Are Arrow Electronics's (NYSE:ARW) Statutory Earnings A Good Guide To Its Underlying Profitability?

By
Simply Wall St
Published
January 20, 2021

Broadly speaking, profitable businesses are less risky than unprofitable ones. That said, the current statutory profit is not always a good guide to a company's underlying profitability. Today we'll focus on whether this year's statutory profits are a good guide to understanding Arrow Electronics (NYSE:ARW).

While Arrow Electronics was able to generate revenue of US$27.6b in the last twelve months, we think its profit result of US$460.4m was more important.

View our latest analysis for Arrow Electronics

NYSE:ARW Earnings and Revenue History January 20th 2021

Of course, it is only sensible to look beyond the statutory profits and question how well those numbers represent the sustainable earnings power of the business. As a result, we think it's well worth considering what Arrow Electronics' cashflow (when compared to its earnings) can tell us about the nature of its statutory profit. That might leave you wondering what analysts are forecasting in terms of future profitability. Luckily, you can click here to see an interactive graph depicting future profitability, based on their estimates.

Zooming In On Arrow Electronics' Earnings

Many investors haven't heard of the accrual ratio from cashflow, but it is actually a useful measure of how well a company's profit is backed up by free cash flow (FCF) during a given period. The accrual ratio subtracts the FCF from the profit for a given period, and divides the result by the average operating assets of the company over that time. This ratio tells us how much of a company's profit is not backed by free cashflow.

Therefore, it's actually considered a good thing when a company has a negative accrual ratio, but a bad thing if its accrual ratio is positive. That is not intended to imply we should worry about a positive accrual ratio, but it's worth noting where the accrual ratio is rather high. To quote a 2014 paper by Lewellen and Resutek, "firms with higher accruals tend to be less profitable in the future".

For the year to September 2020, Arrow Electronics had an accrual ratio of -0.15. That indicates that its free cash flow quite significantly exceeded its statutory profit. In fact, it had free cash flow of US$1.5b in the last year, which was a lot more than its statutory profit of US$460.4m. Arrow Electronics' free cash flow improved over the last year, which is generally good to see.

Our Take On Arrow Electronics' Profit Performance

As we discussed above, Arrow Electronics has perfectly satisfactory free cash flow relative to profit. Because of this, we think Arrow Electronics' earnings potential is at least as good as it seems, and maybe even better! And it's also positive that the company showed enough improvement to book a profit this year, after losing money last year. The goal of this article has been to assess how well we can rely on the statutory earnings to reflect the company's potential, but there is plenty more to consider. In light of this, if you'd like to do more analysis on the company, it's vital to be informed of the risks involved. In terms of investment risks, we've identified 3 warning signs with Arrow Electronics, and understanding them should be part of your investment process.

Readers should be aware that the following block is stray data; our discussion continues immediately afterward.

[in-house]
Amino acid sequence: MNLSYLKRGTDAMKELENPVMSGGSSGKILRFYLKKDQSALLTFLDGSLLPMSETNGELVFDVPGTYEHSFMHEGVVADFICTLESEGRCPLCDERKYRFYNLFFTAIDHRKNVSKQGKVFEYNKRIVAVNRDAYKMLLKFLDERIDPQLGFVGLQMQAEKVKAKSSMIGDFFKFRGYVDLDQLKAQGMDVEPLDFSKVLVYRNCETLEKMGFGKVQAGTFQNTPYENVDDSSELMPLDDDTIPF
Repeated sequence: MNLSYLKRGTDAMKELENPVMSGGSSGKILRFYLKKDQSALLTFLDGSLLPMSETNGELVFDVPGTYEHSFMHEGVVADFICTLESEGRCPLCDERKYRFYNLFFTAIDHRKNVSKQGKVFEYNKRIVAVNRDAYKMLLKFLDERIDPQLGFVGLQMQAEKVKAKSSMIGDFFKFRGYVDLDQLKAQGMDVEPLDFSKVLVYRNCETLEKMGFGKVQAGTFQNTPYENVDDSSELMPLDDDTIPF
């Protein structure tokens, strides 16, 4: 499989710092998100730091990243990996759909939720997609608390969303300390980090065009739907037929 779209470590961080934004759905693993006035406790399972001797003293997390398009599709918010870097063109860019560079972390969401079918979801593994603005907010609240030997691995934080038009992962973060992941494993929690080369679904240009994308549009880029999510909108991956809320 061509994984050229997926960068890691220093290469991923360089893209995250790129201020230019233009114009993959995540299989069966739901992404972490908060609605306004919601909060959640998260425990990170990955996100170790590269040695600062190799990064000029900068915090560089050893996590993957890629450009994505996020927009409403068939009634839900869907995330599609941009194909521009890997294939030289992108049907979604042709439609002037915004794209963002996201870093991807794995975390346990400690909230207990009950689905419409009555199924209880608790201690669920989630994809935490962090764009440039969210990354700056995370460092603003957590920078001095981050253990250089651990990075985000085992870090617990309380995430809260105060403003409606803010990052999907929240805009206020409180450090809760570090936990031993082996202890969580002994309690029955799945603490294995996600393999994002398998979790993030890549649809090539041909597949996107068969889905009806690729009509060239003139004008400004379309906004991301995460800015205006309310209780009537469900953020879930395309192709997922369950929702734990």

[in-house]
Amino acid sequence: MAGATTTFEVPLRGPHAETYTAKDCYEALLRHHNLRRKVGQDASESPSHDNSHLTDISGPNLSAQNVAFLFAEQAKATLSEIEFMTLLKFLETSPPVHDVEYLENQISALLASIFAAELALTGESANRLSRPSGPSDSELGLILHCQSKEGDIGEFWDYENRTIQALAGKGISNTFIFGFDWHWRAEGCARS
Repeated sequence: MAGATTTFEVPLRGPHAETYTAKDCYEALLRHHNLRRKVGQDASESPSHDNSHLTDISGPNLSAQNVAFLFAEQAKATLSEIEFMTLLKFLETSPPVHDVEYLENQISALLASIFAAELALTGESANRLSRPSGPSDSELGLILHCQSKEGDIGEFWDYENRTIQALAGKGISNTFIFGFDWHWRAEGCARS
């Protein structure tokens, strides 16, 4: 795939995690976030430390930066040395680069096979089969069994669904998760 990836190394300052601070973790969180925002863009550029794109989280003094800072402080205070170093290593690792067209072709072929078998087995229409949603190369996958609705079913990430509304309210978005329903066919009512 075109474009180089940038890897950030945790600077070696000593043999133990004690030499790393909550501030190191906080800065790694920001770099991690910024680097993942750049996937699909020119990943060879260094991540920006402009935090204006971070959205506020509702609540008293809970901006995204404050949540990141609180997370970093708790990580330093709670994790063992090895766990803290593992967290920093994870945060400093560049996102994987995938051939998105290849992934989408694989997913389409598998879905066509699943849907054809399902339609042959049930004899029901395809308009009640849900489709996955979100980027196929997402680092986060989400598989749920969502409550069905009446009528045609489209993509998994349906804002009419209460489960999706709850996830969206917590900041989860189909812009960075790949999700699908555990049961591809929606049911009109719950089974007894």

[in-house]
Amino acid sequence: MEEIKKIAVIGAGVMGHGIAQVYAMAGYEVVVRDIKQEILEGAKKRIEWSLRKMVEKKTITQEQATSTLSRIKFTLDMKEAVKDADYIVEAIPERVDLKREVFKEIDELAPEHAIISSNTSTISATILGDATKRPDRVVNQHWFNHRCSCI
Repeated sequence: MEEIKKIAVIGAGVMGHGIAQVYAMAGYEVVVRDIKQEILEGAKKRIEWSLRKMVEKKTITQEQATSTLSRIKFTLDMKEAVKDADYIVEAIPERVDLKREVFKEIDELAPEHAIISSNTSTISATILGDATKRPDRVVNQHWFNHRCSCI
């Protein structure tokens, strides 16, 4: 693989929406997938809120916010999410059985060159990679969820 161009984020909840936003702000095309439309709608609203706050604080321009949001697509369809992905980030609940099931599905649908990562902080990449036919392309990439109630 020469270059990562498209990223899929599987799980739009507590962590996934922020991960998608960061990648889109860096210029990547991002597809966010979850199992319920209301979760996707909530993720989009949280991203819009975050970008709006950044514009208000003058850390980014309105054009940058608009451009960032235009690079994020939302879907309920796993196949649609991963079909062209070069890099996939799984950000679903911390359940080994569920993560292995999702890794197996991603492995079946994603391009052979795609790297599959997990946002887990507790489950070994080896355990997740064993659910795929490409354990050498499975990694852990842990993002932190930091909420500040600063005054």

This note has only looked at a single factor that sheds light on the nature of Arrow Electronics' profit. But there is always more to discover if you are capable of focussing your mind on minutiae. Some people consider a high return on equity to be a good sign of a quality business. So you may wish to see this free collection of companies boasting high return on equity, or this list of stocks that insiders are buying.

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This article by Simply Wall St is general in nature. It does not constitute a recommendation to buy or sell any stock, and does not take account of your objectives, or your financial situation. We aim to bring you long-term focused analysis driven by fundamental data. Note that our analysis may not factor in the latest price-sensitive company announcements or qualitative material. Simply Wall St has no position in any stocks mentioned.
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